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DRC: home for Christmas at last

December 2013

This year, Benita Maombi is looking forward to celebrating her first Christmas in her home village since she was a child.

Benita Maombi and her children

Benita was just four when she first fled her home in the eastern Democratic Republic of Congo (DRC), soon after fighting broke out between different militia groups and the national Congolese army (FARDC).

Since then, hundreds of thousands of people in North and South Kivu have been forced from their homes.

Rebuilding lives

At different stages in her life Benita, now 22, has lived under tarpaulin in makeshift camps, or in the homes of people willing to open their doors to those displaced by the conflict.

Each time she and her fellow villagers felt it was safe to return home, the conflict would erupt again and they would be driven out once more.

However, for the past year Benita, her husband and their three children have been rebuilding their lives back in their village, Iyabora, with the support of our partner.

Seeds and training

On Christmas Day last year, following a period of relative calm in the Kanyabayonga region, many families were encouraged to return home.

EC flagAnd in April 2013, Christian Aid and our partner, the Bureau Oeucuménique d'Appui au Développement (BOAD), started supporting the 300 residents of Iyabora who had returned.

Thanks to EC Humanitarian Aid and Civil Protection (ECHO) funds, BOAD was able to provide seeds, tools and training to grow different vegetables, so that the families could feed themselves.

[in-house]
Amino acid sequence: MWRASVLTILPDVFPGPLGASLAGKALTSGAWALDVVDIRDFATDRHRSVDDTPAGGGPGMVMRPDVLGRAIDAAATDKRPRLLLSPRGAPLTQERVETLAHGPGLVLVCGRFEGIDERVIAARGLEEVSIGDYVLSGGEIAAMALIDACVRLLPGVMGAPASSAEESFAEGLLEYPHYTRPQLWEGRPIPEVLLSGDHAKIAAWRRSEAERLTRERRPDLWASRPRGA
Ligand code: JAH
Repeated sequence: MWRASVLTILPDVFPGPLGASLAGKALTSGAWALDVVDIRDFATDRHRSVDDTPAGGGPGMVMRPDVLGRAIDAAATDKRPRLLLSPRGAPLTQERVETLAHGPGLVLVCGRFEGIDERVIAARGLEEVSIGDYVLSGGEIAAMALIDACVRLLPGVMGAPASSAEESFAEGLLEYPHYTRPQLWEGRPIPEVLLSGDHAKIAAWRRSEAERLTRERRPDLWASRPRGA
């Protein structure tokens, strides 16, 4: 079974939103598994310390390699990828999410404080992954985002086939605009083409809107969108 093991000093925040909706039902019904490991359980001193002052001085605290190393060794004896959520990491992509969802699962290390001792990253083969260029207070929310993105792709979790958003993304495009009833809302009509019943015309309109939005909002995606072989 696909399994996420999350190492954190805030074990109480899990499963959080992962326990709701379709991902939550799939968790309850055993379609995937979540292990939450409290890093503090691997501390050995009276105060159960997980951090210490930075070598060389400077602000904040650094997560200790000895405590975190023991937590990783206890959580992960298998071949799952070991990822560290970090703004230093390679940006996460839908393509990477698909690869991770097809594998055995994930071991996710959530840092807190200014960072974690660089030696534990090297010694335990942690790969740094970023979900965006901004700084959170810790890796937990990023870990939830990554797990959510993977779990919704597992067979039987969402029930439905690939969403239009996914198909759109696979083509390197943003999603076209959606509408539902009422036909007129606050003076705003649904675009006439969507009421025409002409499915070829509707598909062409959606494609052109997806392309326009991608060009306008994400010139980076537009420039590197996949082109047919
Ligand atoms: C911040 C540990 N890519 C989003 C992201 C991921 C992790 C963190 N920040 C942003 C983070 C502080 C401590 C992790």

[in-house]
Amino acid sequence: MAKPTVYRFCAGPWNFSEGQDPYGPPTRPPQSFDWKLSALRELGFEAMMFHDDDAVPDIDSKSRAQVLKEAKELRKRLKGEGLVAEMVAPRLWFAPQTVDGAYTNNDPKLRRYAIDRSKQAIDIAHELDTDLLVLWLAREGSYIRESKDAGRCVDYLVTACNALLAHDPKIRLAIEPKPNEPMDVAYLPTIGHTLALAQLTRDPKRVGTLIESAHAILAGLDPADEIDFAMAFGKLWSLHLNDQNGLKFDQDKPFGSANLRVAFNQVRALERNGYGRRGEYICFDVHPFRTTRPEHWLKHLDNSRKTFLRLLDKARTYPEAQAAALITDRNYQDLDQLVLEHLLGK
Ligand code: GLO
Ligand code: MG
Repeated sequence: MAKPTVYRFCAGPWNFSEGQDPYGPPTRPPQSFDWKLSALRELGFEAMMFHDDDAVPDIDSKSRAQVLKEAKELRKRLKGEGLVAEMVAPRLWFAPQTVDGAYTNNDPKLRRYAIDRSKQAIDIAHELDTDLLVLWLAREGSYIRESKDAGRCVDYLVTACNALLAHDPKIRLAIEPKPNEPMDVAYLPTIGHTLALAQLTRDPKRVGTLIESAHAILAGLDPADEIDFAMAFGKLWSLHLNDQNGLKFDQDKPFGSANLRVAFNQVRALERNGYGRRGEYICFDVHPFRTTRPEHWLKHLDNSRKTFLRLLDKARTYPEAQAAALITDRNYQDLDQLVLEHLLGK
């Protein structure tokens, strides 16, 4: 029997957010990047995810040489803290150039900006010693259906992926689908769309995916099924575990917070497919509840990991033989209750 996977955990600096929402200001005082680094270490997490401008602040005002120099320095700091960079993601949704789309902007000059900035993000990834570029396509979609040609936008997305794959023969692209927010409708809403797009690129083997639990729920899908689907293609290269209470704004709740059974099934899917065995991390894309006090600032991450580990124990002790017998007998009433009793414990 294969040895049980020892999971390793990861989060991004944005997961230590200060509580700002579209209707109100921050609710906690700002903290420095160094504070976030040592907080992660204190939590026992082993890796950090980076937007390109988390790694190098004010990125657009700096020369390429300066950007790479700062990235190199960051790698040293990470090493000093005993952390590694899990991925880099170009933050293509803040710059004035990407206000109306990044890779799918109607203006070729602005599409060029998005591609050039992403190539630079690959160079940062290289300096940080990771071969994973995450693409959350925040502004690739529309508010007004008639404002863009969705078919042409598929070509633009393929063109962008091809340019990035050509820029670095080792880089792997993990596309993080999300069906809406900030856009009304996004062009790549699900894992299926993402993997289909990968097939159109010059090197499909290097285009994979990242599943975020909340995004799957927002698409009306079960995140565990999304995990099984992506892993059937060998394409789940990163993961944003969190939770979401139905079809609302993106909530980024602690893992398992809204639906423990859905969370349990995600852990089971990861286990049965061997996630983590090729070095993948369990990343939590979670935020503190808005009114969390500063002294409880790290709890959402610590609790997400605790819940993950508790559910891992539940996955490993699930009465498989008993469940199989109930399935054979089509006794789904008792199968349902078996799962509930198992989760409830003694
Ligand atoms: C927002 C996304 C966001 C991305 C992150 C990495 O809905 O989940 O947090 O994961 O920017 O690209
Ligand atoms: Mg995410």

• We have spent almost 20 years living in exile.'

The village chief, Hangi Kitamunda, reflects on their lost decades: ‘We have spent almost 20 years living in exile. Our grandparents and ancestors lived here for a long time.

'Back in 1993, more than 500 people lived here. The village used to have sturdy roofed houses, schools, markets, food stores and churches.’

Today the school is an open patch of ground with one small blackboard on an easel. There are no shops or churches. There’s no market. And the houses are made from sticks and mud collected in the bush.

‘Last year, we couldn’t celebrate Christmas,’ says Hangi. ‘We returned to a village that was overgrown. We had to cut down trees and work out where and how to build houses.’

Benita's house

Benita is over the moon to have returned to Iyabora and to have a home at last, but life is far from easy.

‘My house is very basic. I only have two saucepans and one bowl, which we use for eating. And we only have one blanket and one water can for the whole family.

'We still have no bed and no furniture in the house. When it rains, water pours through the roof, so it’s bad for my children’s health.’

Looking to the future

On seeing fellow Iyaborans begin to re-establish their livelihoods with support from organisations such as BOAD, many more households have now returned in the hope there will be further support in the future.

Most people in the village will celebrate Christmas this year with food on their plates, hopeful that peace will be sustained and they can remain at home for the foreseeable future.

But they are all still at the beginning of a long journey to rebuild their lives.

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